Sea Lion Islands Group IMMA

Size in Square Kilometres

162 km2

Qualifying Species and Criteria

Killer whale – Orcinus orca

Criterion C (2); D(1)

Southern elephant seal – Mirounga leonina

Criterion C (1)

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The Sea Lion Islands Group IMMA comprises five small islands at the south-east of the Falkland Islands (Malvinas)*. Sea Lion Island, the only habited one, hosts the main breeding colony of southern elephant seals (Mirounga leonina) in the Islands.  The Sea Lion Islands Group is used as a haul out by a large number of moulting southern elephant seals during the summer months. The Sea Lion Islands Group is the only area of the Islands that is regularly visited by killer whales (Orcinus orca) primarily during September-April. Various family units and groups have been observed over a timeframe of several decades, supporting high fidelity to this feeding habitat. Killer whales successfully predate different classes of southern elephant seals, including breeding females, weaned pups, and moulters, using unique hunting techniques. They also use the area to socialize, play, and train the calves to hunt.

*Since 1965 the nomenclature used by the United Nations for statistical processing is Falkland Islands (Malvinas), which acknowledges the dispute that exists concerning the sovereignty of the Islands.

Description of Qualifying Criteria

Criterion C: Key Life Cycle Activities

Sub-criterion C1: Reproductive Areas

SLI is the main current breeding colony of southern elephant seals in the Islands, with 730 breeding females in 2022 (the only other notable colony is Carcass island with 173 breeding females in 2016, Galimberti & Boitani 1999). The whole Sea Lion Island population (i.e., all individuals aged 1 year or older) is estimated at 2542 individuals. The number of breeding females has been almost steady from the late 1980s to 2003, and then started increasing at a mean annual rate of 2.1%. Even if it represents only a small proportion of the regional breeding stock (South Georgia, ~113,000 breeding females: Boyd et al., 1996; Valdés Peninsula, Argentina, ~14,000 breeding females: Lewis et al., 2004) it is the biggest share of southern elephant seals breeding in theIslands. It is the remnant of a previously-large breeding population that was decimated by intensive and indiscriminate sealing in the 1800s (Strange, 1972), and its slow recovery is therefore considered an important contribution to local biodiversity and to gene flow between the South Georgia and Valdés Peninsula breeding areas (Fabiani et al., 2003).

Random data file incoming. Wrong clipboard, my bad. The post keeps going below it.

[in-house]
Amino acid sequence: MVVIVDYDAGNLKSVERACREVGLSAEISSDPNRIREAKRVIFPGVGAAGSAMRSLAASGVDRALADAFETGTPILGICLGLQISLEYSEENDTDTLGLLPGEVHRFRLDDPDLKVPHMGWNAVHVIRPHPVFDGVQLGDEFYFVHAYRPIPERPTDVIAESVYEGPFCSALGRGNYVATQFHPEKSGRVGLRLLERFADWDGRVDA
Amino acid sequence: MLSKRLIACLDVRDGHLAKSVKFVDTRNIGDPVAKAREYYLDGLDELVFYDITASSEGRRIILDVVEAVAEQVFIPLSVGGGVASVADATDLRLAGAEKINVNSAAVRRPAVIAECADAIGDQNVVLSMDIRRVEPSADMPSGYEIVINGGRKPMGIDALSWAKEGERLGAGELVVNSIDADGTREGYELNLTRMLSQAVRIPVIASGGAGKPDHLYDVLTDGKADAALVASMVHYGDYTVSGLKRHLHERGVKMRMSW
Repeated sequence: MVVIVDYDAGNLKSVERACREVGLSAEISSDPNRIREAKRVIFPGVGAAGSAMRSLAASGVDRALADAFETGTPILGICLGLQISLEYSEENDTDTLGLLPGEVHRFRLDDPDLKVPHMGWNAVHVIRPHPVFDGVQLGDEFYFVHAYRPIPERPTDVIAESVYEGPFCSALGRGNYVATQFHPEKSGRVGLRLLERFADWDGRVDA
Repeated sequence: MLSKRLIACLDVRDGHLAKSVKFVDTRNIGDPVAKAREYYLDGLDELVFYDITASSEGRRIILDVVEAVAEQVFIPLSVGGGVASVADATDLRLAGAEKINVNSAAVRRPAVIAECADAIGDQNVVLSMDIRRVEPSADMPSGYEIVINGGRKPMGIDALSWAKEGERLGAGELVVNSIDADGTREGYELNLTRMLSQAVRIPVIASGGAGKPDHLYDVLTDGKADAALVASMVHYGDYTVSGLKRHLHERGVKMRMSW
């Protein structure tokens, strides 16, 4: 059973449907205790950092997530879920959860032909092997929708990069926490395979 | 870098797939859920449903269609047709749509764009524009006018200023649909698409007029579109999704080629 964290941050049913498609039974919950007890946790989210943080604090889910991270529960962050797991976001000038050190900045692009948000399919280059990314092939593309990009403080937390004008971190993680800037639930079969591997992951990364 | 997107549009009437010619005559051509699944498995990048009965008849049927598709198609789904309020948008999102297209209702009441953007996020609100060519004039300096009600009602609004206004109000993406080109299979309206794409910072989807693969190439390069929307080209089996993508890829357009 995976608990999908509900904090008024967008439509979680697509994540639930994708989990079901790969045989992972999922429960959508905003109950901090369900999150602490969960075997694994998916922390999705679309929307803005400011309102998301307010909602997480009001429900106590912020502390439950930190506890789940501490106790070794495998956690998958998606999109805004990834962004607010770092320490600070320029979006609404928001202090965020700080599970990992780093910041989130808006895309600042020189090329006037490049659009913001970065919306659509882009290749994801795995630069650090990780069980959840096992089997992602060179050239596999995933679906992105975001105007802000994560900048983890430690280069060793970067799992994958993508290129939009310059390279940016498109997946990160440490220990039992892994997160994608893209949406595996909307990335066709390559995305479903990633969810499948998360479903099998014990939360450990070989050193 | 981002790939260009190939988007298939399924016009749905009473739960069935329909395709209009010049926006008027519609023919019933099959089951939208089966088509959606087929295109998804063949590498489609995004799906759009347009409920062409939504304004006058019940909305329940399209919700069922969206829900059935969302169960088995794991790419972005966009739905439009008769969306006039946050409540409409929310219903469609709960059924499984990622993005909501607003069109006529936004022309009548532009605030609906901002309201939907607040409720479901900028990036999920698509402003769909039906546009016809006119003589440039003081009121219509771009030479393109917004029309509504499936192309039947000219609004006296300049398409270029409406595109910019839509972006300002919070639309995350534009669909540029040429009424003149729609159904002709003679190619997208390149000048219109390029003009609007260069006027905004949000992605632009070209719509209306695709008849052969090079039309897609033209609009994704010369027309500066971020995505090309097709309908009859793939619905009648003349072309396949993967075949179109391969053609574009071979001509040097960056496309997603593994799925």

Sub-criterion C2: Feeding Areas

The Sea Lion Island Group is the only documented area of the Islands that is regularly visited by killer whales and in which killer whales of different family units and groups aggregate, mainly for the purpose of hunting pinnipeds. Anecdotal evidence, including stranding of individuals, indicate that killer whales have been visiting Sea Lion Island for a long time. A brief study was carried out in November 2004 and November 2005, documenting 82 sightings (Yates et al., 2007). Since 2013 Sea Lion Island killer whales have been regularly monitored by the Elephant Seal Research Group ( both from land and using unmanned aerial vehicles (UAVs). Killer whales visiting SLI can be classified as resident and transient. Resident individuals are killer whales observed for long periods of time during the year and during consecutive seasons, while transient individuals are killer whales that appeared multiple times but irregularly during the years and for short periods. Altogether, the Sea Lion Island photo- identification catalogue (available online from the ESRG website) includes 45 live individuals (2 individuals died during the study), 15 of which are currently resident.